Early recovery is not defined by a time period that is consistent across communities or disasters. Instead, it refers to the period of time when an organization or community is transitioning from response to recovery. This transitional time includes planning and working toward long-term recovery to rebound from the disaster event. Early recovery typically occurs in the two weeks to 18 months after a disaster event but may shift, especially in Native and Tribal Communities.
Tribal and Native American communities
Tribal and Native American communities throughout the region face many challenges that are compounded when disaster events occur, such as harsh conditions and large disparities when compared to non-Native communities. These disparities result from long-term disinvestment in Indigenous communities by federal and state government, relief organizations and philanthropy. In times of disaster, Native communities are left on their own to figure out how to recover. Disaster recovery in Native communities involves multiple partners, collaboration and a significant investment of time, technical assistance and capacity building.
Low-attention disasters are the norm in the Midwest. With 20% of the landmass and only 10% of the population, it is a region with hundreds of small and rural communities that do not attract much public attention when affected by a disaster. Without national news coverage, recovery resources are scarce. Federal and state dollars are rarely allocated to address the needs of those most vulnerable to the impact of flooding, fires, tornadoes or severe storms.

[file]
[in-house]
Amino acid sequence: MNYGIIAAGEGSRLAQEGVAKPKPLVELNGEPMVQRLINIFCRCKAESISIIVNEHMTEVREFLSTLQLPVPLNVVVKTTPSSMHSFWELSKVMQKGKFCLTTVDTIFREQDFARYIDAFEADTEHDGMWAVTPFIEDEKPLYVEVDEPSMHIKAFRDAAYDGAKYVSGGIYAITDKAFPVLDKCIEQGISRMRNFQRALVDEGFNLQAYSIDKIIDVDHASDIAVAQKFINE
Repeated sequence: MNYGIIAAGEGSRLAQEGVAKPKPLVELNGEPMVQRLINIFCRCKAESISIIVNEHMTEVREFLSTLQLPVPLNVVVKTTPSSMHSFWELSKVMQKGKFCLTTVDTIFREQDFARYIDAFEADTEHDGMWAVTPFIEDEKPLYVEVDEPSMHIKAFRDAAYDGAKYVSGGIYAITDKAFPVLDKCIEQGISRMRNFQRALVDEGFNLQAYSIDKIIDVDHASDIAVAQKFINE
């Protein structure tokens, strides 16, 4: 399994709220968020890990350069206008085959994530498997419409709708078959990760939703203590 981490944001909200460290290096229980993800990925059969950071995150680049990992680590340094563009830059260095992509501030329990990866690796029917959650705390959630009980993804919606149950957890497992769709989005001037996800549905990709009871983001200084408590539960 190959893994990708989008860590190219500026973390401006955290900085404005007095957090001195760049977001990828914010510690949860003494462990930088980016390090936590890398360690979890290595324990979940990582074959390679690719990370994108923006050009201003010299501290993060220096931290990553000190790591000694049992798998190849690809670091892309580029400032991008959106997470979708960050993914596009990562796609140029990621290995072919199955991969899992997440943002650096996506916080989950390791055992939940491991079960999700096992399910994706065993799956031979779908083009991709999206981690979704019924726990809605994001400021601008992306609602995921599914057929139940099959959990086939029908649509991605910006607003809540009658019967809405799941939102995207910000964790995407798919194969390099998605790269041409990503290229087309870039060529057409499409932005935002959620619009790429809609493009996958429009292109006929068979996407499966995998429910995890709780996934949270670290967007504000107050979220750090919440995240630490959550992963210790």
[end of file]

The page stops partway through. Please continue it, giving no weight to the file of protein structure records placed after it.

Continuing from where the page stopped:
Our grants support:
- Early Recovery Services such as a disaster recovery coordinator, disaster case management, volunteer and construction management and long-term recovery group staffing.
- Education & Outreach such as long-term recovery group development, training for early recovery services, community meetings/convenings, community needs assessments and outreach events or projects in the community.
- Programs that address the needs of marginalized populations such as Native Americans, children, persons with limited English proficiency; older adults; refugees, immigrants and migrants; persons with disabilities and low-income communities. Services for these populations can take various forms, including bilingual case management, psychosocial support, childcare supports, translation and interpretation services, and culturally appropriate logistics/supplies for food or goods.